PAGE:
As a one-man band at the time, I only needed a very small office and found that most were far too big and expensive.  I settled on a small shop front at one end of the town's main shopping street opposite a car park - it used to be a small sweet shop.  Very cheap and big enough for desks, filing cabinets, etc.  I have to say that I got several good quality clients solely due to the shop front, signage, etc.  Trouble was that at the same time, I got harrassed daily by the local OAPs, salesmen, charity collectors, drunks and druggies, and every man and his dog wanting freebie advice.  I soon took the decision to have a "locked door" policy and kept the window blinds closed, just to keep out the time wasters who clearly thought it was a drop-in centre!

I think that if you're going down the "shop front" route, you need to have a receptionist or similar to fend off the time wasters and for you to have a separate office, above or behind, where you can do the work without interruption - that obviously increases the costs!   

I'm now trading steadily and not necessarily out looking for new customers, so I've got a small office suite just down the site of the main street, with limited signage, and no big shop window.  It's worked remarkably well in being hidden enough to avoid the time wasters, yet central enough, and with adequate parking outside, to be convenient for clients.

 

Home, office, home again    1 thanks

scotty4196 | | Permalink

Good article. I started at home and am now in my second office - which is a small out of town 'shop'. I have picked up more more clients, more often since I moved here - but if I am honest I think my next move will be back home in a year or two.

I have a double garage and it would make a good sel contained office. I've worked hard to build the practice as much as I can but to be honest I seem to be working a hell of a lot harder than I was 3-4 years ago (at home) yet don't seem to be much better off - just more stressed!

My 'shop' appeared good value but it costs a fortune to heat, rates will be payable soon once the relief period finishes and I get my fair share of timewaters popping in whenever they wish.

I would say it all depends on your longer term ambition. I thought I wanted a chain of accountancy 'shops' and earn my millions that way but perhaps I might be better off moving back home saving myself a fortune each month and cutting back on the clients I don't really want to work with. Perhaps I lack ambition.

Has anbody else been there and back again - worried I might be making a mistake!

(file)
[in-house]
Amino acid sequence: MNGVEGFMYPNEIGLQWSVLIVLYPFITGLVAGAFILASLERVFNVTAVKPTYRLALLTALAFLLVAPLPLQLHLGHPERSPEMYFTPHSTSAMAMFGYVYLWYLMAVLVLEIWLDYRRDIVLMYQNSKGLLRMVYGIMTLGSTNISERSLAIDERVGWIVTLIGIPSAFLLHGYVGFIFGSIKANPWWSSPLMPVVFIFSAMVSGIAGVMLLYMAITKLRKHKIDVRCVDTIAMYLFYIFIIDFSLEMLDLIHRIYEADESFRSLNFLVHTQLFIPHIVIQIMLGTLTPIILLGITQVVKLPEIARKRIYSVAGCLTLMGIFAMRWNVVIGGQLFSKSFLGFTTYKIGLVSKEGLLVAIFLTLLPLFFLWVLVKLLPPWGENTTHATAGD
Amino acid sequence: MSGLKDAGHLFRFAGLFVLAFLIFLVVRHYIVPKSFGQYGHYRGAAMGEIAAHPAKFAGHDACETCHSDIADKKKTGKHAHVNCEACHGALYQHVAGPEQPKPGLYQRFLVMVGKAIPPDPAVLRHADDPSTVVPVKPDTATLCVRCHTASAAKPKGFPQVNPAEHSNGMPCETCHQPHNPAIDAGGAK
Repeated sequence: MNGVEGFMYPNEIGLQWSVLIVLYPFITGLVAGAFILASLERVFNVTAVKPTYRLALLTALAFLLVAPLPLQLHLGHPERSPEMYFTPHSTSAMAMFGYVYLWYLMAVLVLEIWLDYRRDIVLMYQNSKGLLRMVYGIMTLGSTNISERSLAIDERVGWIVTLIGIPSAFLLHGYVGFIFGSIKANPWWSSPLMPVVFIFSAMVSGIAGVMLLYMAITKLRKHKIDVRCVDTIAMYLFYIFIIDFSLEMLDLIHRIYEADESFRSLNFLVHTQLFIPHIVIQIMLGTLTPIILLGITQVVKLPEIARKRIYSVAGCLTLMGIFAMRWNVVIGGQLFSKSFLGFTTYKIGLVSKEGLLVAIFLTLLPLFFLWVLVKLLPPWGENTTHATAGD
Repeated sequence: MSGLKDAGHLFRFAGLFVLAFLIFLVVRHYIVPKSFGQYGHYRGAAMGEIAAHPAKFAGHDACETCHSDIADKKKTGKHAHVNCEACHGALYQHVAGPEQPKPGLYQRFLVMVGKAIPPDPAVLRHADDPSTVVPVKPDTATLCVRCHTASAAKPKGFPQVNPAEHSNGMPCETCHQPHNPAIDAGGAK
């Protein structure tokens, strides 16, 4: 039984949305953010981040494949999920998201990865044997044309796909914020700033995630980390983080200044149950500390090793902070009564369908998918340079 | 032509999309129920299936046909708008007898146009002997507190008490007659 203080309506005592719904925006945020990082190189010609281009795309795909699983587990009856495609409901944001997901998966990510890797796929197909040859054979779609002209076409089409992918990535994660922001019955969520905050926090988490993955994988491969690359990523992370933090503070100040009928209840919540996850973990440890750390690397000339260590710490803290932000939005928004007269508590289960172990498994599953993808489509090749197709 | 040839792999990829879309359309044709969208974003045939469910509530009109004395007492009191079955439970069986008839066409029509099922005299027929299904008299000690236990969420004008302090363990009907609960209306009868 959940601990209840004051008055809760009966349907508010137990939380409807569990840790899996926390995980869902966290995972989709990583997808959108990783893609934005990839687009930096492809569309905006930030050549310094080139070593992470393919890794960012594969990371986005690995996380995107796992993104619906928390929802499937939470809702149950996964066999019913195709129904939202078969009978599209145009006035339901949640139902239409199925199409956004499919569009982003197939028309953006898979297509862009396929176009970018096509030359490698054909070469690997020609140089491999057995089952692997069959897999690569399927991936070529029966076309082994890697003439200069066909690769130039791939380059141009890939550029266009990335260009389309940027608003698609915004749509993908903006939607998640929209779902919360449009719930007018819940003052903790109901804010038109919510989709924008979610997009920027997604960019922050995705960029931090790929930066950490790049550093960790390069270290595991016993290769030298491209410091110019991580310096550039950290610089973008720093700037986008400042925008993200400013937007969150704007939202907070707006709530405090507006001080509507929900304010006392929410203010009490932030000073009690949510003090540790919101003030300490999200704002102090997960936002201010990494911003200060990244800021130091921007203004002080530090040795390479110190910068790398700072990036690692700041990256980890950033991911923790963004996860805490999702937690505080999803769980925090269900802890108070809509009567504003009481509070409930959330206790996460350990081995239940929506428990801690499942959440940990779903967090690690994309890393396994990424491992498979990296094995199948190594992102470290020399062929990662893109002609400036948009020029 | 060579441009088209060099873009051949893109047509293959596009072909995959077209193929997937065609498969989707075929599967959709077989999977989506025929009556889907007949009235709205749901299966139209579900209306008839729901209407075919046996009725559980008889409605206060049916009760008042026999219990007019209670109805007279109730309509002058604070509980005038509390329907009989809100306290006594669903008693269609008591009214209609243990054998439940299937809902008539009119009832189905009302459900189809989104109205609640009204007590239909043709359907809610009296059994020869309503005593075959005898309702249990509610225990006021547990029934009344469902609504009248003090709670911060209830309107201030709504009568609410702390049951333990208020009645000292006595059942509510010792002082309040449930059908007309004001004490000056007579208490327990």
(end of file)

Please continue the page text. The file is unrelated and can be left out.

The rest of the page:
johnjenkins's picture

@scotty    1 thanks

johnjenkins | | Permalink

most of us are working harder these days for no further reward, and it will get worse until Euroland stop taking us for mugs and we get a PM with a backbone.

Steve McQueen's picture

@ Scotty4196    1 thanks

Steve McQueen | | Permalink

Been where you are my Friend!

Started straight into an office (I nicked a batch of clients from my former employer) over a chip shop in the subburbs of a northern town, grew like wild fire for seveal years thinking that I was going to make millions from a chain of accountancy businesses across the country, then realised that I was actually taking very little more out of the business when I had 70 staff and huge overheads and 90 hour weeks, than I was when it was just me over the chippy working 32 hours a week!

I made the decision to sell up and I've been doing other things since (5 years ago), but if I go back into accountancy (which I would like to do at some stage as I miss it), it'll be as a truely self employed person with enough work for just me (and maybe one other assistant) with very tight overheads.

I know I need a place away from the house to work, so I would either get a serviced office space or a small place over a shop (about £5k all in a year in my neck of the woods for either of these set ups). If I didn't, the wife, the kids and the cats would all drive me nuts!

 

Steve

JAADAMS's picture

Working from home = flexibility possibly lonely    2 thanks

JAADAMS | | Permalink

I find that I do more hours of work working from home, it is easier to concentrate and I can use my time much more effectively and be flexible. I can take time off in the day and go shopping etc out of busy times - difficult if you have to man a high street office.

 I was interested in the comment re being ‘lonely’ - sometimes its just me and the cats! Husband often works away. I see the postman every so often and see my neighbours go off to work at 7.30am to do battle with the traffic.

But if you do work from home and feel that you go days without seeing anyone there are such things as CIOT meetings where you can meet with other accountants/tax people  - in my area there is SOSCA (Society of Southern Chartered Accountants) held at the lovely Athelhampton House.  If you are a woman join Women in Business or the Business and Professional Women group.  Get clients/meet other business people at the local BusinessXchange Breakfast meetings or join the Chamber of Commerce.